Tonight I am looking forward to going to the football at Portman Road despite the pall of gloom that hangs over the place; a gloom which deepened on Sunday when a Norwich City goal in the last seven seconds of added on time fooled many Ipswich fans into thinking a decent result was a terrible one. There’s a lot of blame and a lot of disinterest weighing the place down. But what do I care, it’s five o’clock and one of the best things in life is to leave work and go directly to the pub and that’s exactly what I am doing, along with my accomplice for the first part of the evening Roly.
Darkness is imperceptibly surrounding us as we head along Constantine Road, Sir Alf Ramsey Way and Portman Road towards St Jude’s Tavern. It’s cold and through the eerie half-light a few tiny specks of very light sleet drift and fall and sparkle in a car headlight beam. There is activity in the football ground as stewards arrive and are detailed off for their evening duties; Zero the sniffer dog arrives at the Constantine Road gate to the ground with his handler; Zero is sans-lead, which I guess for a working dog like him is like being in civvies. I like to think of him having his own dressing room where he changes into collar and lead and perhaps prepares for the evening with a few exercises to clear his sinuses. In Portman Road the hot food stands set up a while ago and early diners stand nearby in ones and twos, basking in the beautiful, enticing fluorescent light, which falls out into the street and as ever make me think of the paintings of Edward Hopper.
It’s not yet 5:20 when we rock up at Jude’s and there aren’t many drinkers here yet, just the few who are seemingly always here and think they are characters in Cheers. Roly gets me a pint of Bearstown Best Bitter (£3.20) and has a pint of Priory Mild (£3.20) himself. We sit in a corner near the door, a location Roly chooses, perhaps because of the tilting leather-bound chair which allows him to lean back and pose questions in the manner of a TV chat show host. Roly has a show on Ipswich Community Radio and is used to audiences of less than ten. We talk a variety of nonsense, although Roly does most of the talking because he’s nothing if not loquacious, which is perhaps why he is on the wireless. As we finish our pints and are about to get more beer and a pie each, who should walk in to the pub but ever-present Phil who never misses a match. Attracted by tales of the Match Day Special (£2.50) in this very blog, Phil has decided to eschew the delights of the fanzone tonight and sample cheap beer in a proper pub where none of the beer, rather than all of it, bears the name Greene King.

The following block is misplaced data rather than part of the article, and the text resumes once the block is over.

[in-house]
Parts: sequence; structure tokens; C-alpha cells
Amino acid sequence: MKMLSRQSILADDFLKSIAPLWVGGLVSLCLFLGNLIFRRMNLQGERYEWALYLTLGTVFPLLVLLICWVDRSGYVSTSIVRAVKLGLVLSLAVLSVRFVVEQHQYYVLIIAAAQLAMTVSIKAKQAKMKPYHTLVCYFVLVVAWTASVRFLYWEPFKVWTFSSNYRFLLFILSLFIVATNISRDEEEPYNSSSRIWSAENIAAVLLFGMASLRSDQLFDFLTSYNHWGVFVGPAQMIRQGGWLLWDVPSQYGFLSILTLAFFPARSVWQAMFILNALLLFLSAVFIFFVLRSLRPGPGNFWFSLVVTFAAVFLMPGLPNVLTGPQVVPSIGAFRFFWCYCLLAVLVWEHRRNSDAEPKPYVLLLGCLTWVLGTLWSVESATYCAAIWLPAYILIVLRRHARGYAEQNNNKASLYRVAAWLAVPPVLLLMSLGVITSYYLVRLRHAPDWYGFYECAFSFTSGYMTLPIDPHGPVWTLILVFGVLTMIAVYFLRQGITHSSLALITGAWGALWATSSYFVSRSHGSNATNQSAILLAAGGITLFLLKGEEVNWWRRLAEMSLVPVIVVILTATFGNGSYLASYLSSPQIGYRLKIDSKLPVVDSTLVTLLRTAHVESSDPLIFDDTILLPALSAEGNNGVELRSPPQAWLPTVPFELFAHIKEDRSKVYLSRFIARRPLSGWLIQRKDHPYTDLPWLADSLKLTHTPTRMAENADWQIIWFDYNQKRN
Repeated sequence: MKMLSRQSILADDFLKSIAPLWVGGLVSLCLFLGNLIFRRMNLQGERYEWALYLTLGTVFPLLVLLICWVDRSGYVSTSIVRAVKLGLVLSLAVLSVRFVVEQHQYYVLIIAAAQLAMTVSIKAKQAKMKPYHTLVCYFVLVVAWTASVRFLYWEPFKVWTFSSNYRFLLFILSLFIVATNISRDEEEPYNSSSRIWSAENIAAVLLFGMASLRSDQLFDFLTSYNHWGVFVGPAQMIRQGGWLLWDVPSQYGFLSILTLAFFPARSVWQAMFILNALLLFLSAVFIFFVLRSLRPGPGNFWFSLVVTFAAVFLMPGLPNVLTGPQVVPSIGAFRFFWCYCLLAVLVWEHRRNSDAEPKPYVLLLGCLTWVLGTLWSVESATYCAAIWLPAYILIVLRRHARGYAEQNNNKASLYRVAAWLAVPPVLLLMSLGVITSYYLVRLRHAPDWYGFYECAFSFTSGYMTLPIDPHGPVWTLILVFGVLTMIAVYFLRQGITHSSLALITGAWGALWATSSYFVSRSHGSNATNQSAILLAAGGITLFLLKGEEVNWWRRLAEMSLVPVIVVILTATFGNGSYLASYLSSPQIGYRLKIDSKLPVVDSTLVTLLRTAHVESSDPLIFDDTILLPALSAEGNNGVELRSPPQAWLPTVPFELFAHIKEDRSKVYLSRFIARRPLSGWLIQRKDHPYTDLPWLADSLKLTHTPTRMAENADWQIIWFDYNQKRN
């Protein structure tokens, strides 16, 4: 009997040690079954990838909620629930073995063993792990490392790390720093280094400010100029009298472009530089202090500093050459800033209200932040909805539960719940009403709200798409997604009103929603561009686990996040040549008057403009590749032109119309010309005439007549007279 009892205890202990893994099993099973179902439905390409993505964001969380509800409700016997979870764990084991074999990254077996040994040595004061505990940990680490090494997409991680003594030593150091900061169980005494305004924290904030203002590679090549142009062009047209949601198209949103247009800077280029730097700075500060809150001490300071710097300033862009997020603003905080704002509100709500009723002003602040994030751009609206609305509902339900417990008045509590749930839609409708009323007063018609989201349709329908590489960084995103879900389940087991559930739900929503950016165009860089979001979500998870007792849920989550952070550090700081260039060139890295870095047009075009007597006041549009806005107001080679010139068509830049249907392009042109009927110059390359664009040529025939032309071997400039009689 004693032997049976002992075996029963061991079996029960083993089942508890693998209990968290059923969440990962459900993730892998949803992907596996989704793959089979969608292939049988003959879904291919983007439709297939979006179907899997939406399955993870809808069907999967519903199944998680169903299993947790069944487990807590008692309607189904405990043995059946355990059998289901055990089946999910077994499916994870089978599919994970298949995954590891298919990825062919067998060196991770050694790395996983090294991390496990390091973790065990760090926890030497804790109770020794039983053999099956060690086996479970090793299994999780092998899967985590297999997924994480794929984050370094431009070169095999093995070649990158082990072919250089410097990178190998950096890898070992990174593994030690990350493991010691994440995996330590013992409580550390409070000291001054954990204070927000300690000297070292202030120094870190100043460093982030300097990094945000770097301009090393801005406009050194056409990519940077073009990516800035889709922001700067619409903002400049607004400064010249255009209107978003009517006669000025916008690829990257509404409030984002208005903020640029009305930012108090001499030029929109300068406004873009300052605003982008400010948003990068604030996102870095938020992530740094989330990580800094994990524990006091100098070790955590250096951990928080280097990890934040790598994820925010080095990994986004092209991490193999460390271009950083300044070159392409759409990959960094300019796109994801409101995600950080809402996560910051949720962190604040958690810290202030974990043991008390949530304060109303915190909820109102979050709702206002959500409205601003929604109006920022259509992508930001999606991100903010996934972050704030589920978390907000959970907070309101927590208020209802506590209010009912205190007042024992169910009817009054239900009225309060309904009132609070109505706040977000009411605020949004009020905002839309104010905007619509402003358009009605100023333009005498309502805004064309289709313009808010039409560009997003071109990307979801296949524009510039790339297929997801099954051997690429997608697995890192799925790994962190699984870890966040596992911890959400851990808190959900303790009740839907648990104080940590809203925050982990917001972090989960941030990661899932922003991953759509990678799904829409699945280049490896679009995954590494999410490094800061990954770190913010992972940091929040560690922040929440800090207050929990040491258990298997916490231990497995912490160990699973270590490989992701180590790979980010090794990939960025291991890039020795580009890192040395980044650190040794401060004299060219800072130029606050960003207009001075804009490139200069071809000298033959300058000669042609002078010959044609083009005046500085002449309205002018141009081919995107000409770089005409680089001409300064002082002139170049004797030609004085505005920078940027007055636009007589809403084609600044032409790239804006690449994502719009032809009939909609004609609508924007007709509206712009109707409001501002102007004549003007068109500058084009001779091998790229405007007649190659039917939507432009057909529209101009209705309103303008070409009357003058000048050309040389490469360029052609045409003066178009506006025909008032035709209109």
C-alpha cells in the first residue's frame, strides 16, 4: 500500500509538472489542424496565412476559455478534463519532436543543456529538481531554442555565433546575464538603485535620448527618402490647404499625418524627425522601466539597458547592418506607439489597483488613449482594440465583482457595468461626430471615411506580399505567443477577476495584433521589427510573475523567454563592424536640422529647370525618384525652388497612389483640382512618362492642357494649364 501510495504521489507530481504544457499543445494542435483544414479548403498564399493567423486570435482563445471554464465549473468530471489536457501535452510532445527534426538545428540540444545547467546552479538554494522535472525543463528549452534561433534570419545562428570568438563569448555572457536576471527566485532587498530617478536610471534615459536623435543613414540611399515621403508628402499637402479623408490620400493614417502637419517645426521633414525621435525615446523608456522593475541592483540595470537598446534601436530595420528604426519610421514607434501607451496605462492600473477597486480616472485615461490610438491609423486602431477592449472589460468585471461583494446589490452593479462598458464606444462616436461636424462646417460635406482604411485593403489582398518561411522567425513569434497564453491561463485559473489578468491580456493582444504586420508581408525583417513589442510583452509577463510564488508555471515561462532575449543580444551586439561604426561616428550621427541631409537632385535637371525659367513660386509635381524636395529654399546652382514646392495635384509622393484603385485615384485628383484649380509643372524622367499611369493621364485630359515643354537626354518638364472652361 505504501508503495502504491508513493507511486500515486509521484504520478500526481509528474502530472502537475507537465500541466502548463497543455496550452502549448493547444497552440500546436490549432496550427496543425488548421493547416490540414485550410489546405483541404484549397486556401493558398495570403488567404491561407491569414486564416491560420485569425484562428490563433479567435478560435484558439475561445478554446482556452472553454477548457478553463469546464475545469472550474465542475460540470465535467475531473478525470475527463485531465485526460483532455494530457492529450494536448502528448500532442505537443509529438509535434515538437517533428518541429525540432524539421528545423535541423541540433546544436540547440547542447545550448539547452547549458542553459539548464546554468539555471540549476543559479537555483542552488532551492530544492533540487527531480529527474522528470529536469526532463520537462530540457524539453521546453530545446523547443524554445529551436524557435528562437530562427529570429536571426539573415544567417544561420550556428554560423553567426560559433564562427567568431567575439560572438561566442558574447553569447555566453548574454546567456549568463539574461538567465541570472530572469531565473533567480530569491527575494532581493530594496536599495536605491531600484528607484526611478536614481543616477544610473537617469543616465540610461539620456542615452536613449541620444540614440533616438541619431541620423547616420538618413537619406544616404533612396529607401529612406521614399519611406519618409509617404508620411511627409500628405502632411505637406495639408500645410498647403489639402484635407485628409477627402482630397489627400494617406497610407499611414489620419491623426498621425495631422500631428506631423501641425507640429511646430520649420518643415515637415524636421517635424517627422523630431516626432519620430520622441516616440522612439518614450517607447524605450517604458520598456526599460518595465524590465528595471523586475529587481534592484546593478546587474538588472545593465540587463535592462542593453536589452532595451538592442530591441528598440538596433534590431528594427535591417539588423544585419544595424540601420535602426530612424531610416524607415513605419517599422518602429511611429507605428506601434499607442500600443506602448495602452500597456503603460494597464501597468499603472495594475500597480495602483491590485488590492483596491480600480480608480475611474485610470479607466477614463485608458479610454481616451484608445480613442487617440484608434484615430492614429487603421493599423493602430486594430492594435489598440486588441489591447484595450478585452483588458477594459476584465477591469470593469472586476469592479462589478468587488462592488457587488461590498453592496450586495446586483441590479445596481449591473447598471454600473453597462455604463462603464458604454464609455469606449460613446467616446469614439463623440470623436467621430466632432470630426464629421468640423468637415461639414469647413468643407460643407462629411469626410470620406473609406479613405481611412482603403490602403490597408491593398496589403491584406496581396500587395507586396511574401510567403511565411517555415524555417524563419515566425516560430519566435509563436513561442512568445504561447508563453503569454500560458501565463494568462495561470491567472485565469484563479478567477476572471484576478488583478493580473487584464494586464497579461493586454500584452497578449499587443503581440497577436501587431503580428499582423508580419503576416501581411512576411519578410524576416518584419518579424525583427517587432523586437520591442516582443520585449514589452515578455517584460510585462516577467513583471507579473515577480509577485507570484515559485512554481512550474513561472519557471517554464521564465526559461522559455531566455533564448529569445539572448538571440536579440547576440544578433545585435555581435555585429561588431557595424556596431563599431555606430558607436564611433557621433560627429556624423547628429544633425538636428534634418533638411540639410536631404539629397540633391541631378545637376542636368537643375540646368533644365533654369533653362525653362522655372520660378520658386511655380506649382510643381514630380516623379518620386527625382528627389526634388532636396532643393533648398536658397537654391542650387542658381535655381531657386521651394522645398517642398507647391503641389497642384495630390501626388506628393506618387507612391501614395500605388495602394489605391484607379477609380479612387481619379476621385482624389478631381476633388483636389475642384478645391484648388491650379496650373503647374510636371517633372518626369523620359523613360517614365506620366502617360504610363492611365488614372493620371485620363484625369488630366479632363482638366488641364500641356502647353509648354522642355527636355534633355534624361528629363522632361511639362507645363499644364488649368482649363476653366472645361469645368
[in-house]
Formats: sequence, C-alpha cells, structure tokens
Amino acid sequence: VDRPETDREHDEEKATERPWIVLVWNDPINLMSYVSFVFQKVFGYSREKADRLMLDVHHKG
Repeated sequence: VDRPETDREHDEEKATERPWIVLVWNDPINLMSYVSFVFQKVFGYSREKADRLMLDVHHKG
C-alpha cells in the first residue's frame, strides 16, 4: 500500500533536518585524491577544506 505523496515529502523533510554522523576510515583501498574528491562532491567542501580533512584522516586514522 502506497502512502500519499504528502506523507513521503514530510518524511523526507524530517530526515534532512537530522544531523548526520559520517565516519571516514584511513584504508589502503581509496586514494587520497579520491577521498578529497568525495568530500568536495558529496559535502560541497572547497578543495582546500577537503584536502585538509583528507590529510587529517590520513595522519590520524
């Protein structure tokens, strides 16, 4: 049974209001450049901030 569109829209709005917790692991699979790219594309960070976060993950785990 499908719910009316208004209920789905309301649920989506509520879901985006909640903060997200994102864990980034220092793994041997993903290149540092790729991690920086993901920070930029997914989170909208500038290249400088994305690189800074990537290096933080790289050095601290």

After introductions and an explanation of Phil’s claim to fame, I eventually fetch a pie and a pint (£5.00) each for Roly and me. I have a pint of Nethergate Suffolk Bitter and a mince and onion pie, Roly has more Priory Mild and a steak and kidney pie; I tear open a sachet of red sauce, Roly has no sauce. I return to our table to find Roly talking at length to Phil about the 1993/94 season, which could be the last time Phil missed a game, I don’t really know. Time passes and I have a further pint, this time the Match Day Special (£2.50), which is St Jude’s Gainsborough. Phil leaves for the ground before Roly and I, but by and by we also head to Portman Road; Roly is meeting a friend called Andrew, a public sector worker who lives in Bury St Edmunds.
Outside, the night time now surrounds us, but it’s very cold and the chill night air feels damp. A fine mist shrouds the Portman Road floodlights creating a scene and an atmosphere far too spectacular and evocative for this mundane second division fixture, for which only 13,205 people will bother to leave their homes. Roly, Andrew and I meet close to the statue of Sir Alf and try hard to be humourous. I say that if we see a game half as good as the goalless draw against Burton Albion last Saturday week, I will be happy; how we laugh. Roly and Andrew depart for the expensive seats in the East of England Co-operative stand leaving me to saunter down Portman Road and bask in the variety of light that shines from street lamps and windows, from over doorways and from the little white programme kiosks.
There are two orange plastic cones behind the statue of Sir Bobby Robson, which in the shadows deceive the eye and look like there is cloth hanging off the back of his plinth. Why are they there? Does Sir Bobby get down off his plinth in the middle of the night and dance around joyously with one on his head as he remembers victories under floodlights over St Etienne, FC Koln, Real Madrid and Norwich?
I am not searched as I enter the ground, although I carry a bag displaying the yellow stars of the European Union, perhaps I have diplomatic immunity. Near the turnstiles just inside the ground a notice warns of high voltage electricity, seemingly just behind a locked door, and the sign advises that one should contact the stadium manger to gain access; I make a mental note just in case I’m feeling suicidal at half-time. I use the toilet facilities and advance through the undercroft of the stand where there are now very few people at all; there aren’t many more in the stand and swathes of empty blue seats greet the teams, cheering and singing just like regular Ipswich fans. The teams are ready to kick-off as I select a seat just along from Phil. Ipswich are playing towards me, Phil and the empty seats of ‘Churchmans’, now known as the Sir Alf Ramsey Stand. Cardiff kick-off and are wearing the most garish, unpleasant kit I have ever seen in my entire football watching life. Cardiff’s shirts are day-glo green and their shorts are blue; it’s a kit inspired by the heads and hands of Edward Lear’s Jumblies and “Happen what may it’s extremely wrong”.